Thomas George and the Adventure of Art
Speaking about his most recent explorations of the art of the landscape, Thomas George, who has lived in Princeton since 1969, says that the series of "largely abstract images" he's been working on has given him "an assurance that life is worth living as long as there is still adventure." This particular adventure, a retrospective of the 86-year-old artist's work, opened Saturday at the Princeton University Art Museum and will be on view through September 11.
During a sneak preview of the exhibit last Thursday, I saw the 25 works before they had been tagged with titles and dates. The first image that catches your eye as you enter the room is a brilliant autumnal pastel so rich with the presence of Princeton you don't need a title card to tell you where it's coming from. Returning to it after the show opened, I discovered that the subject of that burst of color was the pond at the Institute for Advanced Study, where the artist had been at nine a.m. on October 11, 1993. The recording of a specific time suggested that this was one of many visits to that spot. In fact, another pastel devoted to the same subject informs us that he came back there again at seven a.m. on May 9, 1995 when he produced a cooler, softer version of the pond in another season. Once I knew the specifics of time and place, it was no longer so easy to look at those images objectively. Anyone who has enjoyed that particular Princeton scene will recall their own experience of it, probably along with some unique impression, like the memory of an exotic dog someone was walking, or the time your 5-year-old son fell in the pond. It's hard not to compare your personal sense of the scene with the artist's, and it gives the work a special resonance to imagine the painter venturing out day after day to explore and transform a place you may have taken for granted.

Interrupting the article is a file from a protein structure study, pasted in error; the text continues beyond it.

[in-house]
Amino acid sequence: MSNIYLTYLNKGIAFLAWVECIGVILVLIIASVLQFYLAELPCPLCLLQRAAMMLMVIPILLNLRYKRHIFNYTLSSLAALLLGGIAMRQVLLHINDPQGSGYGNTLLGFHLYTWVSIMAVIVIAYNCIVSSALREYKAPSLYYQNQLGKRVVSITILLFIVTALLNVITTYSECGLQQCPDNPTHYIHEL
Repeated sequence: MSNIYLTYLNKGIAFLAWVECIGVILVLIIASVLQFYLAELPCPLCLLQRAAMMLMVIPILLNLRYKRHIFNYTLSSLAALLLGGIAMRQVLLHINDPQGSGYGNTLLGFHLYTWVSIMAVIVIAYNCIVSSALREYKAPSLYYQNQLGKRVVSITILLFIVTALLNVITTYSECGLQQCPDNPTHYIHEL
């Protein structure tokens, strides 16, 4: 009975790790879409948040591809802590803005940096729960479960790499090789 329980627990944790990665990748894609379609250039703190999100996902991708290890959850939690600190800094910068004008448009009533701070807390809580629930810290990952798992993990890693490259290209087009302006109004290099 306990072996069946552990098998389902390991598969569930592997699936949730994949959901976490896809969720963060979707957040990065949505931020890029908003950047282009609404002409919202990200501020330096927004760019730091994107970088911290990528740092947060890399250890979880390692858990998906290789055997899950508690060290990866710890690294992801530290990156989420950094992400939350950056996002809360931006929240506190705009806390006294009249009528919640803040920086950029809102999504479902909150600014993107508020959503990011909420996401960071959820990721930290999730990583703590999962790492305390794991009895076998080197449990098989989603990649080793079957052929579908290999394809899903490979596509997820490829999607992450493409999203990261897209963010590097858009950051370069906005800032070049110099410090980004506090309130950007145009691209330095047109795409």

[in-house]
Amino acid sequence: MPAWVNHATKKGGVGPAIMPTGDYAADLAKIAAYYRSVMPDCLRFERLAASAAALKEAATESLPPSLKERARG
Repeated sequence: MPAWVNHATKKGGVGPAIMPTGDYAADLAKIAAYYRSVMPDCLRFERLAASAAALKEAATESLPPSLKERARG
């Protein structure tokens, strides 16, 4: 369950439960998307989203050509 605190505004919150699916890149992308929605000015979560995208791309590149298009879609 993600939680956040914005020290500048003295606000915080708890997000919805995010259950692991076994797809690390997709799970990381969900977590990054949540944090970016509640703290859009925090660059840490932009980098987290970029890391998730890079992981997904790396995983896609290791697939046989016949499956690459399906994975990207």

For people who know Princeton, the pen and ink drawing of a Norwegian Spruce in Marquand Park is more instantly recognizable than either of George's depictions of the Institute pond. Even so, it's tempting to look deeper into the surface image and imagine the complex natural tree form being used to suggest the shadows, cross-purposes, conflicts, complex struggles, triumphs and tragedies of a human life; it reminded me of the way the conflicting, converging, overarching jets of water in the Woodrow Wilson School fountain suggest the triumphs and tragedies of Wilson's career. This sort of cross-referencing, chain-reaction dynamic of associations created by a single work is the essence of the art adventure.
When I was looking at the black-and-white scenes from Norway, China, and Japan at the center of the exhibit without knowing the titles, the viewing experience began to feel uncomfortably close to a glorified Rorshach test. The Chinese landscapes suggest Chinese scroll art, much as the Temple Garden, Kyoto, suggests a Japanese print. All these visions are rendered with compelling force, but one in particular shows the artist stirring the elements of a landscape into action. Lofoten was drawn in brush and black ink in Norway's Lofoten Islands, "one of my favorite places," the artist says in an interview with Richard Trenner featured in the brochure: "a wild landscape in which the turbulent movement of the sea and sky seemed to make the mountains move as well." The action here is so loose and fluid, yet intricate, that it seems on the verge of becoming intelligible, something the artist himself suggests when he speaks of inventing "a calligraphic language" for the picture. In this context, it's interesting to note that George drew terrain maps used in coastal invasions when he was serving in the U.S. Navy in World War II. Here, the land mass looks complex and congested as the forms seem to expand into flight, almost as if the land was a maze the artist navigated on his way into the sky.